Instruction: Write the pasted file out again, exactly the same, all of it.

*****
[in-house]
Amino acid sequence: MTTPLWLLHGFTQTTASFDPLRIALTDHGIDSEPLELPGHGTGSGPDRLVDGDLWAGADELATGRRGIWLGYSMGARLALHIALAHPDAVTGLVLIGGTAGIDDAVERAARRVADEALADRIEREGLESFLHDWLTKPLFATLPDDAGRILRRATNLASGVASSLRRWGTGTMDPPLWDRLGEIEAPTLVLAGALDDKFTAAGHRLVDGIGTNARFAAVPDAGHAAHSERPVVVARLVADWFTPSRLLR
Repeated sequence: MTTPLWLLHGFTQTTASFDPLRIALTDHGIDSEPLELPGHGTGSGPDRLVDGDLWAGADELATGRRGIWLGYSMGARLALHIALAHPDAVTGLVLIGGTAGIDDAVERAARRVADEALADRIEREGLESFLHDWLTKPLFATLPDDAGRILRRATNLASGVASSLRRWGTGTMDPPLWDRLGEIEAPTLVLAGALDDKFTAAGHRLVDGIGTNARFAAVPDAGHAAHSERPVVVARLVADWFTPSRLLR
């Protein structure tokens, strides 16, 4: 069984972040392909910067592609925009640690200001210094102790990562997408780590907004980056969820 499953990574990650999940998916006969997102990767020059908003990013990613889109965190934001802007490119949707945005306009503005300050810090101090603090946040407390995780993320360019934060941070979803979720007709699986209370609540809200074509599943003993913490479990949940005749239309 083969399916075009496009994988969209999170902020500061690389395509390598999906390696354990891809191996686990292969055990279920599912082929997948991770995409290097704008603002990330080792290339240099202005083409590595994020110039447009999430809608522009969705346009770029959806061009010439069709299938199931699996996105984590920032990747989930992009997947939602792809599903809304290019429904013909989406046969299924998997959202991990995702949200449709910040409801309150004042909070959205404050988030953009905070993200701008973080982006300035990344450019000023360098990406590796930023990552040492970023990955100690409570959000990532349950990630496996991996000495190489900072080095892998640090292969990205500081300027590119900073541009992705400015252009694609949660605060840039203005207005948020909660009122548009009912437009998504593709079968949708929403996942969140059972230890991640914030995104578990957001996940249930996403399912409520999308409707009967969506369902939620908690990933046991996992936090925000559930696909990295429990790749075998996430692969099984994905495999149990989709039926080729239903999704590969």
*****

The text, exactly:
[in-house]
Amino acid sequence: MTTPLWLLHGFTQTTASFDPLRIALTDHGIDSEPLELPGHGTGSGPDRLVDGDLWAGADELATGRRGIWLGYSMGARLALHIALAHPDAVTGLVLIGGTAGIDDAVERAARRVADEALADRIEREGLESFLHDWLTKPLFATLPDDAGRILRRATNLASGVASSLRRWGTGTMDPPLWDRLGEIEAPTLVLAGALDDKFTAAGHRLVDGIGTNARFAAVPDAGHAAHSERPVVVARLVADWFTPSRLLR
Repeated sequence: MTTPLWLLHGFTQTTASFDPLRIALTDHGIDSEPLELPGHGTGSGPDRLVDGDLWAGADELATGRRGIWLGYSMGARLALHIALAHPDAVTGLVLIGGTAGIDDAVERAARRVADEALADRIEREGLESFLHDWLTKPLFATLPDDAGRILRRATNLASGVASSLRRWGTGTMDPPLWDRLGEIEAPTLVLAGALDDKFTAAGHRLVDGIGTNARFAAVPDAGHAAHSERPVVVARLVADWFTPSRLLR
């Protein structure tokens, strides 16, 4: 069984972040392909910067592609925009640690200001210094102790990562997408780590907004980056969820 499953990574990650999940998916006969997102990767020059908003990013990613889109965190934001802007490119949707945005306009503005300050810090101090603090946040407390995780993320360019934060941070979803979720007709699986209370609540809200074509599943003993913490479990949940005749239309 083969399916075009496009994988969209999170902020500061690389395509390598999906390696354990891809191996686990292969055990279920599912082929997948991770995409290097704008603002990330080792290339240099202005083409590595994020110039447009999430809608522009969705346009770029959806061009010439069709299938199931699996996105984590920032990747989930992009997947939602792809599903809304290019429904013909989406046969299924998997959202991990995702949200449709910040409801309150004042909070959205404050988030953009905070993200701008973080982006300035990344450019000023360098990406590796930023990552040492970023990955100690409570959000990532349950990630496996991996000495190489900072080095892998640090292969990205500081300027590119900073541009992705400015252009694609949660605060840039203005207005948020909660009122548009009912437009998504593709079968949708929403996942969140059972230890991640914030995104578990957001996940249930996403399912409520999308409707009967969506369902939620908690990933046991996992936090925000559930696909990295429990790749075998996430692969099984994905495999149990989709039926080729239903999704590969």